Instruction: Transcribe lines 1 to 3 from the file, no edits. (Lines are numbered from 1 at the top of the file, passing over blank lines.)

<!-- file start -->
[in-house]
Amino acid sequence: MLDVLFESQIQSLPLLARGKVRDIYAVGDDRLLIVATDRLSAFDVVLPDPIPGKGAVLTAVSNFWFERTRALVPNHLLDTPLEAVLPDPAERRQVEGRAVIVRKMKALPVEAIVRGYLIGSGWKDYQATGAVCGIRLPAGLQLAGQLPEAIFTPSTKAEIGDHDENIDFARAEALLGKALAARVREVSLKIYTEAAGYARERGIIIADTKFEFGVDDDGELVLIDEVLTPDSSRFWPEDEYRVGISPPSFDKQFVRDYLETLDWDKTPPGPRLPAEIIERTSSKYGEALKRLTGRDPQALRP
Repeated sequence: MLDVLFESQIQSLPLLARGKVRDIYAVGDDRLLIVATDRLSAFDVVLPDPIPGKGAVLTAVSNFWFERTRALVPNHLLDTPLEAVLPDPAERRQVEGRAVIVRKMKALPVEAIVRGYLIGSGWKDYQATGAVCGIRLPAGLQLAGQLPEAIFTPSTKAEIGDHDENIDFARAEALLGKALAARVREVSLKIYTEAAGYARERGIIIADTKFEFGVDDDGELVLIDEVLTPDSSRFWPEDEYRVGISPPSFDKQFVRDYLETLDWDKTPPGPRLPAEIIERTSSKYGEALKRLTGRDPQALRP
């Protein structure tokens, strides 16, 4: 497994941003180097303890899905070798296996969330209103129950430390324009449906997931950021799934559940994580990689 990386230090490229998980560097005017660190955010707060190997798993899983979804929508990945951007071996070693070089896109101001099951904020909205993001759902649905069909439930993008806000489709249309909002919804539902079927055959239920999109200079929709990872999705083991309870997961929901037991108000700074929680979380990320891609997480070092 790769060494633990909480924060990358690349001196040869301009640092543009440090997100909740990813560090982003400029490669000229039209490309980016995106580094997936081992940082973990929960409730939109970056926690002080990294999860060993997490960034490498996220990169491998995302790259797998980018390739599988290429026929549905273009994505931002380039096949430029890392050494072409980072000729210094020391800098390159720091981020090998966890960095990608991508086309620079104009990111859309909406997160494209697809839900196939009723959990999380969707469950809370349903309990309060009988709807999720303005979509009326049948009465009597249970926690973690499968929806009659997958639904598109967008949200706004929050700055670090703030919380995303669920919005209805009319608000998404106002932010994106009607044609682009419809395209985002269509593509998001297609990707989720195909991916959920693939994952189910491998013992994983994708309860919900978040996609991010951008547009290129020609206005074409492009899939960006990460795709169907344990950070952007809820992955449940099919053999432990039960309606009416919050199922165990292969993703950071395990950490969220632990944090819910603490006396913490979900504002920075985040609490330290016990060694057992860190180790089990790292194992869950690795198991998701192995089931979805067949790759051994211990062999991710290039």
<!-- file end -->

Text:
[in-house]
Amino acid sequence: MLDVLFESQIQSLPLLARGKVRDIYAVGDDRLLIVATDRLSAFDVVLPDPIPGKGAVLTAVSNFWFERTRALVPNHLLDTPLEAVLPDPAERRQVEGRAVIVRKMKALPVEAIVRGYLIGSGWKDYQATGAVCGIRLPAGLQLAGQLPEAIFTPSTKAEIGDHDENIDFARAEALLGKALAARVREVSLKIYTEAAGYARERGIIIADTKFEFGVDDDGELVLIDEVLTPDSSRFWPEDEYRVGISPPSFDKQFVRDYLETLDWDKTPPGPRLPAEIIERTSSKYGEALKRLTGRDPQALRP
Repeated sequence: MLDVLFESQIQSLPLLARGKVRDIYAVGDDRLLIVATDRLSAFDVVLPDPIPGKGAVLTAVSNFWFERTRALVPNHLLDTPLEAVLPDPAERRQVEGRAVIVRKMKALPVEAIVRGYLIGSGWKDYQATGAVCGIRLPAGLQLAGQLPEAIFTPSTKAEIGDHDENIDFARAEALLGKALAARVREVSLKIYTEAAGYARERGIIIADTKFEFGVDDDGELVLIDEVLTPDSSRFWPEDEYRVGISPPSFDKQFVRDYLETLDWDKTPPGPRLPAEIIERTSSKYGEALKRLTGRDPQALRP